The only thing about using it for tracing is that you can't use marker pen, as it bleeds thru.  Also it folds up nicely with nary a wrinkle when unfolded, and it can actually be stitched together to try out for fit. (useless for stretch knits, but then so is tissue paper...)
Anyone else with stories about using this tracing material?  I'm very interested in it, and still waiting for my delivery from Carriff.

Everyday Sewist
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Everyday Sewist
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Date: 11/23/02 12:46 PM

I don't really mind tracing, so I'm not sure how helpful this will be... but anyway:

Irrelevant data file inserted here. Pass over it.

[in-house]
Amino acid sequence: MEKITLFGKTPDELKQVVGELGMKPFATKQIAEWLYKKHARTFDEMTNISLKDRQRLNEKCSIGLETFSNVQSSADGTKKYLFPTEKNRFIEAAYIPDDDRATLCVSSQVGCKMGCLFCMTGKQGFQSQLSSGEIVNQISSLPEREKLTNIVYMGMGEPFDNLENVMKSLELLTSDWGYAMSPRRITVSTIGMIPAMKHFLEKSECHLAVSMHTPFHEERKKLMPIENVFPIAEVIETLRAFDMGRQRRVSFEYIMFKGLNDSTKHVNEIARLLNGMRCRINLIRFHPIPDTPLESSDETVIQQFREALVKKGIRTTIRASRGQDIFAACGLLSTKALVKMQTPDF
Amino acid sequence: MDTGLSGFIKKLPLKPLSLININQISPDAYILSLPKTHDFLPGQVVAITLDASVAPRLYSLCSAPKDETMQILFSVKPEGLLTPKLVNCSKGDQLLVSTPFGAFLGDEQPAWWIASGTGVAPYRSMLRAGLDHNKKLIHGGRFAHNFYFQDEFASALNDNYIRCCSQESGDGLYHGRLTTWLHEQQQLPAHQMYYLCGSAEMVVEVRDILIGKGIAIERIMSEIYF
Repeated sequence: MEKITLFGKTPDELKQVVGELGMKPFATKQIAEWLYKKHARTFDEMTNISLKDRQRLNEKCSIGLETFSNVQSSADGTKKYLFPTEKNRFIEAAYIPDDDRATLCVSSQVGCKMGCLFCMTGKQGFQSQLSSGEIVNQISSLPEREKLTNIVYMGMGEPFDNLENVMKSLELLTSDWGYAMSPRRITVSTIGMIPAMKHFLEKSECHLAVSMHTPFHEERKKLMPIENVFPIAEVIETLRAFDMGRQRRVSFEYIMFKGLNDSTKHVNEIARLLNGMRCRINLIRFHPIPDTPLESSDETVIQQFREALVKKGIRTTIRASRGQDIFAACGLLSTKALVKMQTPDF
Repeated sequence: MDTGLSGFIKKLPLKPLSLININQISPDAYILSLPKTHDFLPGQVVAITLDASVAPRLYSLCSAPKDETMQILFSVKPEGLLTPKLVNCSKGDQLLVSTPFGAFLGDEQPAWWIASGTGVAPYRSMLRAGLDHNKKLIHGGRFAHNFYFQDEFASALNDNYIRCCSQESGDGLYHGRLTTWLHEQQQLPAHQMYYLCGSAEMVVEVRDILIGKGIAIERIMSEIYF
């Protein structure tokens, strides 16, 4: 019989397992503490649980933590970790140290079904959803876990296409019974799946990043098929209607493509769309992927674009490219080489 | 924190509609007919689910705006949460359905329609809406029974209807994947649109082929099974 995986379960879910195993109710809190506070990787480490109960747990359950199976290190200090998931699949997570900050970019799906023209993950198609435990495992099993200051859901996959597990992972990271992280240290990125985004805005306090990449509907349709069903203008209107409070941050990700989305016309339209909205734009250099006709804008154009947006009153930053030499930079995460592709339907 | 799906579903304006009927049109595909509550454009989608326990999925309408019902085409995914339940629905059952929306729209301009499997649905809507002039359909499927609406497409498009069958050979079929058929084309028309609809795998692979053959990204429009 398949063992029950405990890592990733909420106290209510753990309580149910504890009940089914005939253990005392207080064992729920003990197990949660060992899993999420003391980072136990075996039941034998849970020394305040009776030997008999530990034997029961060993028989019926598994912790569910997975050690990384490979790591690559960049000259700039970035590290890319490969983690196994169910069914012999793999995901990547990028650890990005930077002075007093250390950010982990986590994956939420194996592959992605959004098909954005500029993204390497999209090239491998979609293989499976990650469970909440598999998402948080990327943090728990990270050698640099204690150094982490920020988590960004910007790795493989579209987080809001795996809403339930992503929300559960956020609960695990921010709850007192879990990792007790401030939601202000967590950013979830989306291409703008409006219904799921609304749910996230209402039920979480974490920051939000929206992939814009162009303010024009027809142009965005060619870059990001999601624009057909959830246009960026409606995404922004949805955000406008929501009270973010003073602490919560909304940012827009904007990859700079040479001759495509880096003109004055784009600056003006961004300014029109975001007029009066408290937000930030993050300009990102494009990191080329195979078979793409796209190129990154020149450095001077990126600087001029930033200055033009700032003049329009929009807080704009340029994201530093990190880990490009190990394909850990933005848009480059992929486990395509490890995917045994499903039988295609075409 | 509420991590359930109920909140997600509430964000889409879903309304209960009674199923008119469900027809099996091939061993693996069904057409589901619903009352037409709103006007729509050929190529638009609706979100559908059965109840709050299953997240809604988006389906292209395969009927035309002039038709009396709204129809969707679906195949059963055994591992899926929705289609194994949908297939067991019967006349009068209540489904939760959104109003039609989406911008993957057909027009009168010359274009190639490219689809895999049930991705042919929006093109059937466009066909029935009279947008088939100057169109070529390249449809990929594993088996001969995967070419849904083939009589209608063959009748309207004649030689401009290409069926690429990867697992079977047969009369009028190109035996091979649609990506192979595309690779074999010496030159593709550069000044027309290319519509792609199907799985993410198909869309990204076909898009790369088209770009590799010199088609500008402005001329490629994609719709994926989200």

I use tracing paper from the art supply store which comes in pads of 50 sheets, 19"x24" (about the size of a poster.)

The paper is probably more expensive than other options and you do have to piece it together with tape to trace some larger pattern pieces. But this is what I like about it:

1. It lies flat-- no ironing required, no curling. Just tear off a sheet and start tracing.
2. The pad is easy to store flat on a shelf.
3. It is very see-through. So I can easily see what I need to trace.
4. It clings to the pattern paper, so the pattern doesn't slide around under it as long as I am reasonably careful while tracing.

I trace on top of my rotary cutting mat. The paper also seems to "cling" better on that surface. I use a ruler to quickly trace the straight lines. Another thing that helps: I have a nice high cutting table so my back doesn't have to suffer through the tracing process.